With interest rates set to rise, income investors – those who invest in bonds and dividend paying stocks to generate income for life expenses – are justifiably worried. The secret for staying calm in such times is to have an effective and consistent investing strategy and to stick with that strategy regardless of what outside forces do. In the last post I discussed what the effect of rising interest rates is on income investments. Today let’s look at how to invest if you’re an income investor whee rates are rising. Let’s first look at the effect changes rising interest rates will have on bonds and dividend paying stocks and then see what the appropriate investment strategy would be.
Bond and Rising Interest Rates: If you hold individual bonds, you can be sure that their prices will decline if interest rates increase. The change in price will be proportional to the increase in rates. If you hold bonds to maturity, however, you can expect to be paid whatever the bond payoff is when the bond matures regardless of price fluctuations in the interim. For most bonds, this will be $1000 per bond. So if you hold a bond right now that is worth $900 per bond (the price is $90) and interest rates increase, the price may drop to $80, or $800 per bond. If you hold it until it matures, however, you should get $1000 per bond. The only exception would be if the company defaults on the bond, in which case you would get next to nothing.
If you hold bonds in a mutual fund, the mutual fund will see similar things happen to the bonds they have, which will cause the price of the fund to decline somewhat, but then new bonds they buy will pay a higher interest rate, so that their payouts will increase, possibly leading to the price of the fund to increase again. The farther out the maturity date of the bonds they hold, the greater the change in price you should expect. For example, a long-term bond fund may decline quite a bit, but a short-term bond fund may not decline at all. This is because the long-term fund holds bonds that won’t mature for many years, while the short-term fund has bonds that mature within only a few years, so investors are more focused on the price of the bond relative to its maturity price than they are on the interest rate paid by the bond. They are almost assured of being paid whatever the maturity price is within a year or two, but won’t collect many interest payments before the bond matures.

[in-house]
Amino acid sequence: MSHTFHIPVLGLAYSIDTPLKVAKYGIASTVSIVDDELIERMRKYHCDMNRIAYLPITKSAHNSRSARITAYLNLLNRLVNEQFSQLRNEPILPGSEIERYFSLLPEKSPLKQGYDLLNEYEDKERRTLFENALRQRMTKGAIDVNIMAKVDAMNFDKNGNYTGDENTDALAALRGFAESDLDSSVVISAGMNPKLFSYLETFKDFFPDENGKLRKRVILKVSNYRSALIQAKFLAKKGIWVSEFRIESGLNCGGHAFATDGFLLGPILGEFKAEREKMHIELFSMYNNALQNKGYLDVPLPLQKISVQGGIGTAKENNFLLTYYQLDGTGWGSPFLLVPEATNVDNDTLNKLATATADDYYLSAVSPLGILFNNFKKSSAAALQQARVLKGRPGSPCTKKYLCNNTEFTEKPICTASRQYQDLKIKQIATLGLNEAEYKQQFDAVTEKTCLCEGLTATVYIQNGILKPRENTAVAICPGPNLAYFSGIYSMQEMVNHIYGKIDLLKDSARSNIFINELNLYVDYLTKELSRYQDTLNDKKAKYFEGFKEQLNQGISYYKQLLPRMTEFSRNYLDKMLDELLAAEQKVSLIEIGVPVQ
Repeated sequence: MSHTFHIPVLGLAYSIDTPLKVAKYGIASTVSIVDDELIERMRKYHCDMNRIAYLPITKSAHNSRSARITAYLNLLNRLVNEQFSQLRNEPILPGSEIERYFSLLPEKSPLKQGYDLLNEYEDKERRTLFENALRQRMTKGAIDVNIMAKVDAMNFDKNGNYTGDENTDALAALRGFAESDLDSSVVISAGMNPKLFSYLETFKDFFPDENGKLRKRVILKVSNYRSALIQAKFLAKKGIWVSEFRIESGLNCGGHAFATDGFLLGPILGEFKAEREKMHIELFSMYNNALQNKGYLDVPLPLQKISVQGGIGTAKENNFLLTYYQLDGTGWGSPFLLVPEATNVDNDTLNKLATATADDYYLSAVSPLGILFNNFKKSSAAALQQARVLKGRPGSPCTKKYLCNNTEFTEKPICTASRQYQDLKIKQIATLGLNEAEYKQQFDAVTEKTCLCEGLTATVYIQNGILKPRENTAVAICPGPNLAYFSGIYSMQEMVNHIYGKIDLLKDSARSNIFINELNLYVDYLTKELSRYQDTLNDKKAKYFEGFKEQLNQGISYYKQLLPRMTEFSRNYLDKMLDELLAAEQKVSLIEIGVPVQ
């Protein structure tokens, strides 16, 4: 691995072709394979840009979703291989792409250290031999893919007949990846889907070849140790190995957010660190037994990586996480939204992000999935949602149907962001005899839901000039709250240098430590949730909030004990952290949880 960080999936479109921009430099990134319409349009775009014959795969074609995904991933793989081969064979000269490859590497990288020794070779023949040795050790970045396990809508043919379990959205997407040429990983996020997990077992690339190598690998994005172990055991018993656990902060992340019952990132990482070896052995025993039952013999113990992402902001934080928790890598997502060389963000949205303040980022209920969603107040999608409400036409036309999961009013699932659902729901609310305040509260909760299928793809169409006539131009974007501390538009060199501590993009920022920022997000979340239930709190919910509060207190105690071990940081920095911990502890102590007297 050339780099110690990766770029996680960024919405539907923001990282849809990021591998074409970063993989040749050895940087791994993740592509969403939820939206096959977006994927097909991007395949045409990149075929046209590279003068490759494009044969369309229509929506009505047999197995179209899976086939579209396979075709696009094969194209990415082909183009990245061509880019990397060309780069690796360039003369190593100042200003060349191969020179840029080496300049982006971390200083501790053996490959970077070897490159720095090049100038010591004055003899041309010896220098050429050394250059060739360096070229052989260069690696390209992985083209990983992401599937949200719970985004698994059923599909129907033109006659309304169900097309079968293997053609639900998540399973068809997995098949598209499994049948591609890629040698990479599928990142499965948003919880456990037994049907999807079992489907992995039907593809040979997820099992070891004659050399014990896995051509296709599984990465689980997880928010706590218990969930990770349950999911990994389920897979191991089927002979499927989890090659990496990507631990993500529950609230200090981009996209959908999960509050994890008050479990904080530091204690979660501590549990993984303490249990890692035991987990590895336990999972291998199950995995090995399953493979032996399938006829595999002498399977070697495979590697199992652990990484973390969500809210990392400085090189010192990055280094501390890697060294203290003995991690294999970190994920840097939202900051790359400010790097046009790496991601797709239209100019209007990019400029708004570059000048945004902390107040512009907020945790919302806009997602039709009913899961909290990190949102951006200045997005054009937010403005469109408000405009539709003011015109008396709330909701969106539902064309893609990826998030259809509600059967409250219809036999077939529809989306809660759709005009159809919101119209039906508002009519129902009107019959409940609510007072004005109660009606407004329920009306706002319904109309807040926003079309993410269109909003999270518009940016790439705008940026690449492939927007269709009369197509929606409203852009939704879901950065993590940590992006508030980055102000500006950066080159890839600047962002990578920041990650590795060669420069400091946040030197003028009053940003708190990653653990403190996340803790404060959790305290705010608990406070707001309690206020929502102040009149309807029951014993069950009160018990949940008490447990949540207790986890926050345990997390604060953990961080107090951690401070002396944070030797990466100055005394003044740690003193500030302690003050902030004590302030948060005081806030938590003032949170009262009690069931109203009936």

In either case, if you are a long-term investor, your main concern should be more about the income you are receiving and the risk of default than you are of about the price of the bonds or of the fund that holds them. If you are going to hold the bonds until maturity anyway, or hold the fund until the bonds the fund holds mature, it really won’t matter if the price of the bonds decreases for a while. If you are a regular investor, you should enjoy the opportunity to pick up more bonds cheaply and get a greater interest rate for your investment.
Note that if you are thinking of selling out and then buying in at lower prices, the prices of bonds and their funds already reflect the expected interest rates. You would just be paying transaction costs and taxes. You would also be forgoing interest payments while waiting for bond prices to drop and interest rates to rise.
Dividend Stocks and Rising Interest Rates: The effect of rising rates on stocks is similar to that on bonds, but slightly different. This is because there is no maturity for a stock – you have no assurance that you will receive any amount for your shares in the future – and because the dividend a stock pays can change over time. While the price of dividend paying stocks may rise and fall as interest rates fall and rise for the same reason as do bond prices, every high yielding stock will act like a long-term bond since there is no “maturity date” in the future. The average price of the stock will be based on whatever dividends the company is able to generate in the future with either a premium or a discount depending on what interest rates are doing.